The prospect of a 5-percent pay raise for each of the sheriff’s sworn officers is perhaps one of the boldest proposals in the budget which Alamance County’s manager Bryan Hagood floated before the county’s board of commissioners on Monday.
But in making this plea on behalf of the sheriff’s subordinates, Hagood was able to travel a path that had already been worn flat for him thanks to the timely intercession of Alamance County’s sheriff’s Terry Johnson.
Immediately before the county manager’s pitch to the commissioners, Johnson approached the county’s governing board with a report on the high cost that he said his office incurs to hire and train its new deputies, jailers, and school resource officers. The sheriff went on to add that the seemingly daunting expenditure on each new employee is compounded by the growing number of vacancies that he said his office has witnessed as deputies and jailers defect to other agencies that offer better compensation.
Johnson added that the problem with wage-related turnover has been especially severe at his detention division, which he credited with roughly three quarters of the 42 vacancies that his agency had when the work week began.
“We’re currently way low on personnel at the detention center with 31 openings,” the sheriff informed the commissioners on Monday evening, “and today we had two more resignations in detention.”
Johnson went on to tally up the funds that he said his agency must shell out whenever it enlists a new hire to fill one of its vacancies. He told the commissioners that the cost of pre-employment screening and tests, including a polygraph, runs about $1,917 for each candidate. Johnson said that his office spends another $9,637 on basic training for each new detention officer and $21,533 for every incoming deputy. Meanwhile, the sheriff’s office invests an additional $15,607 into each jailer’s field training to cover the salaries for both the trainee and his or her mentor, while it costs $24,971 to provide the same hands-on experience for every new deputy.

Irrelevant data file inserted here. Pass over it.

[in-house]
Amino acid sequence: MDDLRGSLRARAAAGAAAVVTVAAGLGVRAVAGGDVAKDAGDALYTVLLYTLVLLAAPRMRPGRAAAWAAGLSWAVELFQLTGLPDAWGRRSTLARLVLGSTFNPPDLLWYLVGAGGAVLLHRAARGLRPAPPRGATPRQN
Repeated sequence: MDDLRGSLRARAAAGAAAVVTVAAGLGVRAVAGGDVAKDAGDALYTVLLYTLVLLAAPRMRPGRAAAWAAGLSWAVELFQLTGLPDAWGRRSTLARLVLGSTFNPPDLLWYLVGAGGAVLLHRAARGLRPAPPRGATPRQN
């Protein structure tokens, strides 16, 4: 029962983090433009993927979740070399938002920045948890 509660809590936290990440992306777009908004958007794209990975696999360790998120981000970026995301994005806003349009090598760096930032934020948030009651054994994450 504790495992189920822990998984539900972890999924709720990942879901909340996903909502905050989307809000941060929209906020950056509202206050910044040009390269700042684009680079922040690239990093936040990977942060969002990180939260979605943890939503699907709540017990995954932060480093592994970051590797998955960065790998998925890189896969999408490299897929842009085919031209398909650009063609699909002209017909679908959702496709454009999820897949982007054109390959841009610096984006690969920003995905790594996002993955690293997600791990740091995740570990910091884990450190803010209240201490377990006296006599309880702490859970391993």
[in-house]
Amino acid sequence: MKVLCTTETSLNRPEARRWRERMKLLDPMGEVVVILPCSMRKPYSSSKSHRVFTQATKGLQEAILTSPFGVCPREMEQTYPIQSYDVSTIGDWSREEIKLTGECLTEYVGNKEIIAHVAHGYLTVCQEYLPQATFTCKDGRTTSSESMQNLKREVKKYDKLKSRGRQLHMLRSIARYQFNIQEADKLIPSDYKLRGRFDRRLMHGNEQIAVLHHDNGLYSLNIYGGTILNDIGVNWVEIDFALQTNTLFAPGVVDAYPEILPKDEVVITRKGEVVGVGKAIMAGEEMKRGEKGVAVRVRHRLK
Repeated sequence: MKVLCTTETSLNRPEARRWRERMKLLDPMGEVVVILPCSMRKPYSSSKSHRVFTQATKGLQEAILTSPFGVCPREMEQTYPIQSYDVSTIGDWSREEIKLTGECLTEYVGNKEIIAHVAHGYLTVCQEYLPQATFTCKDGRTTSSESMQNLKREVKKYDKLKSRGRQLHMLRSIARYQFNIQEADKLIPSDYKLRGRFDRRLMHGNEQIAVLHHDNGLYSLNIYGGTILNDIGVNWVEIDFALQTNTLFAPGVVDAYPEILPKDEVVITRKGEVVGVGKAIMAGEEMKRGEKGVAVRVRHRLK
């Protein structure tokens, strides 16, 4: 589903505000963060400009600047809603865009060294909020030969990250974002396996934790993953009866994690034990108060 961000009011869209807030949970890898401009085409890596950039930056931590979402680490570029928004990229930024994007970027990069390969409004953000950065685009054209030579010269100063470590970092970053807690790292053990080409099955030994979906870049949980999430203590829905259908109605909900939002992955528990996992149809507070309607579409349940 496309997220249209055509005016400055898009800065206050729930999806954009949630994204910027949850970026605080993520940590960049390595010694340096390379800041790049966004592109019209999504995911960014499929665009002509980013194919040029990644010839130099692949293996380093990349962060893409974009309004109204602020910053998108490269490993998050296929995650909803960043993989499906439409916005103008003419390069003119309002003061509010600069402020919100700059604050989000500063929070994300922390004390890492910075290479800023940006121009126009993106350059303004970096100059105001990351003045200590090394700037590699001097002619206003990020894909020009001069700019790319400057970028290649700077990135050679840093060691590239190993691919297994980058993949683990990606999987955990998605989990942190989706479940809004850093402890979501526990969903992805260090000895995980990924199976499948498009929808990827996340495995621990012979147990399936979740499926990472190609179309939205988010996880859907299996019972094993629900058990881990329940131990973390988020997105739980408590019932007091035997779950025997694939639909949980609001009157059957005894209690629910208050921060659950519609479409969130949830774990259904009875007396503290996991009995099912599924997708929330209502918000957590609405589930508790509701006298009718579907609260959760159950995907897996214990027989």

In the end, Johnson told the commissioners that he expects to spend $684,987 to fill the 31 vacancies in his detention division and another $507,068 to fully prepare the 11 new deputies that his patrol division is currently seeking. All told, the said that it will set his office back $1,192,055 to fill its 42 vacancies.
Johnson went on to bemoan the relatively low wages that he said are causing many of his more experienced subordinates to defect to better paying positions at other law enforcement agencies. To ram the point home, he compared the $34,917 that an entry level deputy makes at his own agency with the starting salary of $41,213 that Burlington’s police force offers its officers. Johnson also pointed to higher entry wages at the sheriff’s offices in Guilford, Orange, and Durham counties, which he said pay their new deputies salaries of $40,425, $41,026, and $49,292 respectively.
“What I’m trying to point out to you folks is that, if we cannot retain these people, we are paying more [to replace them] than what a raise will be,” the sheriff exclaimed. “We’re not being able to retain these officers because they’re going [elsewhere] for more money…We have got to do something, and I am asking you commissioners to please, please, please look at what’s going on with us.”
Johnson’s pitch to the commissioners on Monday was eerily similar to a harangue about turnover that he delivered in January. The focus of the sheriff’s earlier spiel had been departures among his deputies, which compelled the commissioners to approve a mid-year budget amendment to add eight more positions to the sheriff’s patrol division. Four of these extra hires were slated for a new “strike force” that the U.S. Attorney’s office was trying to muster.
On Monday, Johnson left it to the county manager to spell out the proposal that he hoped would give his office a leg up in the inter-agency competition for high-caliber deputies and jailers. To this end, Bryan Hagood suggested an outlay of $877,359 to fund the aforementioned 5-percent raises for every sworn deputy, jailer, and school resource officer in the sheriff’s employ.
Johnson, for his part, went on to warn of the potential repercussions should his agency remain short-handed because of salary-related defections. He cautioned that, in the case of his detention division, continuing turnover may even endanger the lucrative contracts that he has brokered with the U.S. Marshals Service and the Bureau of Immigration and Customs Enforcement (ICE) to house their respective detainees.
“If we lose many more officers, guess what the sheriff’s gonna have to do?” he added. “He’s going to have to send all the U.S. Marshals’ inmates out, all of the ICE inmates out, and that’s going to hurt the county.”